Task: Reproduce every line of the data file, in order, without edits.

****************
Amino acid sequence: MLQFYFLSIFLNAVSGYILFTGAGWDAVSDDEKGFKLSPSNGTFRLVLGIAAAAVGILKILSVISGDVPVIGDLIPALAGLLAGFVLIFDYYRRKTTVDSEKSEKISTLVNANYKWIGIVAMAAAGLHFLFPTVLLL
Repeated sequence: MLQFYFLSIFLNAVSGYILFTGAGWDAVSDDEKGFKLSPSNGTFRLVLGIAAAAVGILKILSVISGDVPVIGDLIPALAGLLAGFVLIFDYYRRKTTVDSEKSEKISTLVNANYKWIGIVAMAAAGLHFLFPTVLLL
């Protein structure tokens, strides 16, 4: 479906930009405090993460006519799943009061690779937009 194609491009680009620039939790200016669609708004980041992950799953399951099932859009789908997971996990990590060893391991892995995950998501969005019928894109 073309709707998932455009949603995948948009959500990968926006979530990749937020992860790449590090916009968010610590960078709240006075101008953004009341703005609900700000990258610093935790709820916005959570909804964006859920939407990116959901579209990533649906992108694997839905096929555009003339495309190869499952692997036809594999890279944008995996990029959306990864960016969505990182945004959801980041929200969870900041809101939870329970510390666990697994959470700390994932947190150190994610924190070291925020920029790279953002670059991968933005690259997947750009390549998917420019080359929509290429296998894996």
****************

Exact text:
Amino acid sequence: MLQFYFLSIFLNAVSGYILFTGAGWDAVSDDEKGFKLSPSNGTFRLVLGIAAAAVGILKILSVISGDVPVIGDLIPALAGLLAGFVLIFDYYRRKTTVDSEKSEKISTLVNANYKWIGIVAMAAAGLHFLFPTVLLL
Repeated sequence: MLQFYFLSIFLNAVSGYILFTGAGWDAVSDDEKGFKLSPSNGTFRLVLGIAAAAVGILKILSVISGDVPVIGDLIPALAGLLAGFVLIFDYYRRKTTVDSEKSEKISTLVNANYKWIGIVAMAAAGLHFLFPTVLLL
């Protein structure tokens, strides 16, 4: 479906930009405090993460006519799943009061690779937009 194609491009680009620039939790200016669609708004980041992950799953399951099932859009789908997971996990990590060893391991892995995950998501969005019928894109 073309709707998932455009949603995948948009959500990968926006979530990749937020992860790449590090916009968010610590960078709240006075101008953004009341703005609900700000990258610093935790709820916005959570909804964006859920939407990116959901579209990533649906992108694997839905096929555009003339495309190869499952692997036809594999890279944008995996990029959306990864960016969505990182945004959801980041929200969870900041809101939870329970510390666990697994959470700390994932947190150190994610924190070291925020920029790279953002670059991968933005690259997947750009390549998917420019080359929509290429296998894996």